Why they call me Taboo Tracie

I take great pride in being known as Taboo Tracie, both on Instagram and among my dear friends. The reason for this nickname is my passion for discussing taboo topics, both within the realm of OCD and beyond. I aim to create a comfortable space for people and help them understand things they may find uncomfortable.

While people often have an easier time understanding the more visible parts of OCD—physical compulsions and rituals, for example—they may not fully comprehend what often happens under the surface: mental compulsions and agonizing invisible battles. For many people, their true experiences never come to the surface because their obsessions are so taboo: themes like Harm OCD and Pedophilic OCD come to mind.

What truly motivates me is the ability to foster a similar level of comfort and provide a safe haven for people dealing with these issues to share openly, without shame or fear of judgment. It’s essential to emphasize that OCD—whether visible or invisible, whether it manifests as fears related to being a pedophile or contamination—is still OCD.

I aim to be there for people, offering support between ERP sessions and equipping them with the tools they need as they navigate their own OCD recovery journey with expert treatment. I’ve been running a support group at NOCD called Sexual and Harm Content OCD for nearly 3 years, which has grown significantly. It’s incredibly therapeutic to witness folks who have endured trauma within the same system I have, whether it’s helping children before they face these challenges or assisting those who have already gone through such experiences in normalizing their feelings.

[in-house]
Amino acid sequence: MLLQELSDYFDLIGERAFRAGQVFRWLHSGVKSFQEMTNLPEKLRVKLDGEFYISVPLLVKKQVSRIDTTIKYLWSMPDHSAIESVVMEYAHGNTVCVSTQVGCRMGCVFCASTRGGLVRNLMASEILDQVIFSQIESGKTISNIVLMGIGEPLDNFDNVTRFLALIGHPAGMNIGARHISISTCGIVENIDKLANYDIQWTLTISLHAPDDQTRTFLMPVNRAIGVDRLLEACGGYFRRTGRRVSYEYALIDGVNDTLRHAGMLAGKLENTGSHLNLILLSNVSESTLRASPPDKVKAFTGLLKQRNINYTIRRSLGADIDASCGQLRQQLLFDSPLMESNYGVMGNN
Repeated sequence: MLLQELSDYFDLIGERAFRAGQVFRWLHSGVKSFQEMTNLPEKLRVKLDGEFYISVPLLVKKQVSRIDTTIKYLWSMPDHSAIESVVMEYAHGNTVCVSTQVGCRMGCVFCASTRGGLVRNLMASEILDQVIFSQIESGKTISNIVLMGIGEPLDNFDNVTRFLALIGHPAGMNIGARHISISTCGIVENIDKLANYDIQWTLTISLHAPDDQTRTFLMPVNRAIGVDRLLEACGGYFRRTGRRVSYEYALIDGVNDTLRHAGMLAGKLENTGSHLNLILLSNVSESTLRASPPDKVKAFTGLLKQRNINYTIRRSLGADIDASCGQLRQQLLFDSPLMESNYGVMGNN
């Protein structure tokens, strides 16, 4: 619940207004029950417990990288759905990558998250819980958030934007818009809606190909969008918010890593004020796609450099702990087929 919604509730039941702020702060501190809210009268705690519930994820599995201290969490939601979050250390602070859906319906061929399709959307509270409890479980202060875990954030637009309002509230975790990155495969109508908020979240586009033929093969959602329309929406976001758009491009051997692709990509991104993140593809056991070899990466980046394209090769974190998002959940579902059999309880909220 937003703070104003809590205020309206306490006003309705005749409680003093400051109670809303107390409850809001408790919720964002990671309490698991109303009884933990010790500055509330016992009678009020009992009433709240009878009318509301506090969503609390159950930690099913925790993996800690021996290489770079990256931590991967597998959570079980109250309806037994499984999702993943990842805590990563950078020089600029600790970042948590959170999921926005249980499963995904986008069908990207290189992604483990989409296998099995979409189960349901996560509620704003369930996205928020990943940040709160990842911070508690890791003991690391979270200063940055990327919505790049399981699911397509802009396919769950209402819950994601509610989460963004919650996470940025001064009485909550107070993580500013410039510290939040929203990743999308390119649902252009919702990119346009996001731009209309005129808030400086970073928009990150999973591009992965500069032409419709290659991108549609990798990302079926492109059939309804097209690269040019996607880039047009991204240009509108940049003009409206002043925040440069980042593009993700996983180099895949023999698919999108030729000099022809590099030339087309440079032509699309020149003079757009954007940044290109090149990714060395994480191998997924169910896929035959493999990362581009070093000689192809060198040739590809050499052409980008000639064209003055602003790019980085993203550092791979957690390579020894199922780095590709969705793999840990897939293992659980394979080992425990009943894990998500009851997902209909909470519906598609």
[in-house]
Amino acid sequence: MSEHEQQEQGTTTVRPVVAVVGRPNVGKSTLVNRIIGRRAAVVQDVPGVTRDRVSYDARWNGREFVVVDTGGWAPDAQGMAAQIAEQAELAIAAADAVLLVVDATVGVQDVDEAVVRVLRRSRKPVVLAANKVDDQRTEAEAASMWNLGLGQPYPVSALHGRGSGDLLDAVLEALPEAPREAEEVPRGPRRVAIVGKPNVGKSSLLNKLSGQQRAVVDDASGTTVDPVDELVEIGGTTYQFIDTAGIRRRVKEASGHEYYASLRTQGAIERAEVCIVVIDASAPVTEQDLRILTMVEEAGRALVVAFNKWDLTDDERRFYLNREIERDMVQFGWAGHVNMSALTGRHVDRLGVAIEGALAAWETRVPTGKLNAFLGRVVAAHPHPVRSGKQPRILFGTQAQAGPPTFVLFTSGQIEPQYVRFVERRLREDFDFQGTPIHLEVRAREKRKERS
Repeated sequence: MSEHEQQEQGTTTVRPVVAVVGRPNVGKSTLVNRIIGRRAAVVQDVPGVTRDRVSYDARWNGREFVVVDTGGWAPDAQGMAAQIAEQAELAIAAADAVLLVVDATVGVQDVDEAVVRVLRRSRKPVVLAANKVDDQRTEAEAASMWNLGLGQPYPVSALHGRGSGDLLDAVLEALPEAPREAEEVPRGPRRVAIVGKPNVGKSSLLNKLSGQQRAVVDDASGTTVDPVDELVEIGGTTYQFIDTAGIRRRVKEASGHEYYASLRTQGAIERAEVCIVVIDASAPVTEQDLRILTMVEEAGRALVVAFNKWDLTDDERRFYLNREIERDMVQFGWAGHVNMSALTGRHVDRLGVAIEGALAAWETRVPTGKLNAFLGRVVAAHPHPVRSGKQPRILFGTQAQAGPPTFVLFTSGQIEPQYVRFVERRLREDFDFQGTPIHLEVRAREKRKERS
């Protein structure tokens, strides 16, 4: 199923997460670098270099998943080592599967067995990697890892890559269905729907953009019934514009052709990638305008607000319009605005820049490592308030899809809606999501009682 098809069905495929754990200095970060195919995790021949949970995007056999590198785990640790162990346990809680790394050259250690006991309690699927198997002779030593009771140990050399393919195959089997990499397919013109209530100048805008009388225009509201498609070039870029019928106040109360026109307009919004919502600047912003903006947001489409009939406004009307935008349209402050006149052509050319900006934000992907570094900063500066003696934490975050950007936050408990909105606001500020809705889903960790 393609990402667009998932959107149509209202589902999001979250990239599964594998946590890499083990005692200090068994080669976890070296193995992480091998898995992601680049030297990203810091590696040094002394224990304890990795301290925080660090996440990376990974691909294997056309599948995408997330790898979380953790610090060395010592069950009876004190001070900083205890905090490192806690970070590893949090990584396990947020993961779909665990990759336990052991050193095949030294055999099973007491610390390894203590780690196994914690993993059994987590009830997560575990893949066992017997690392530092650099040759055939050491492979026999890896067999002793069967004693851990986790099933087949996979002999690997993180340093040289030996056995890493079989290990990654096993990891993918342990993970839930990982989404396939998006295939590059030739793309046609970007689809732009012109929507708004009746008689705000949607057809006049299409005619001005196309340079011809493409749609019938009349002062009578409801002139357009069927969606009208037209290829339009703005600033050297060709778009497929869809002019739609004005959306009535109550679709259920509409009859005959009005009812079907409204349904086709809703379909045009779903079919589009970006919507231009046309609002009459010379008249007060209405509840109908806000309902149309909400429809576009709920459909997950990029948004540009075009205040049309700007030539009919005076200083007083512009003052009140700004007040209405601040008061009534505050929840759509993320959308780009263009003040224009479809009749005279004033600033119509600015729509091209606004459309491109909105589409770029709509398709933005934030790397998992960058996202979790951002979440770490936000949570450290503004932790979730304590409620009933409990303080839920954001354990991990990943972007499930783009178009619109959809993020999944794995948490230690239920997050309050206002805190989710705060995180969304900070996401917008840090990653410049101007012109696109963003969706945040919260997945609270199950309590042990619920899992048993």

One of the ways I normalize their feelings lies in my use of humor, which probably distinguishes my approach from that of many other therapists. I actually take a lot of pride in it!

Finding humor in the struggle 

Let’s not be afraid to share a laugh about this condition because, honestly, if we don’t, it can all seem incredibly burdensome and depressing. OCD, especially when it touches on taboo topics, carries a substantial emotional weight and fear. Unlike more commonly discussed obsessions like fearing dirty hands after touching something, dealing with thoughts like, “I don’t want to change my baby’s diaper because I’m scared I might be a pedophile,” adds a layer of complexity and discomfort that’s not as easy for many people to discuss openly.

By finding humor in these situations, we can make the journey through OCD a little less daunting and foster a sense of camaraderie. Because let’s face it: when you can share a laugh about something that initially seemed so serious, it’s like breaking free from the chains of OCD’s seriousness and finding relief amid the struggle.

It can also lighten the load for the people you love in your life—especially the ones who depend on you the most. Raising kids when you’ve got OCD is like being a tour guide in a place you’re still mapping out. And when they have OCD too, it certainly adds an extra level of complexity. 

But here’s the twist—my kids are growing up with a therapist mom who actually gets it. The generational cycle of OCD in my family is like a family recipe that we’re all tired of. So we’re cooking up something new. With the tools and understanding I provide, my kids are learning to feast on life without OCD as the main course.

My journey through OCD has been an odyssey, not a sprint. And for those setting sail on this turbulent sea, I want you to know that ERP can be your North Star, guiding you to recovery. It’s not always the easiest route, but it’s the one that leads to a life where OCD doesn’t hold the wheel. So, to anyone fighting this fight—lace up your boots, pack your sense of humor, and let’s walk this path together.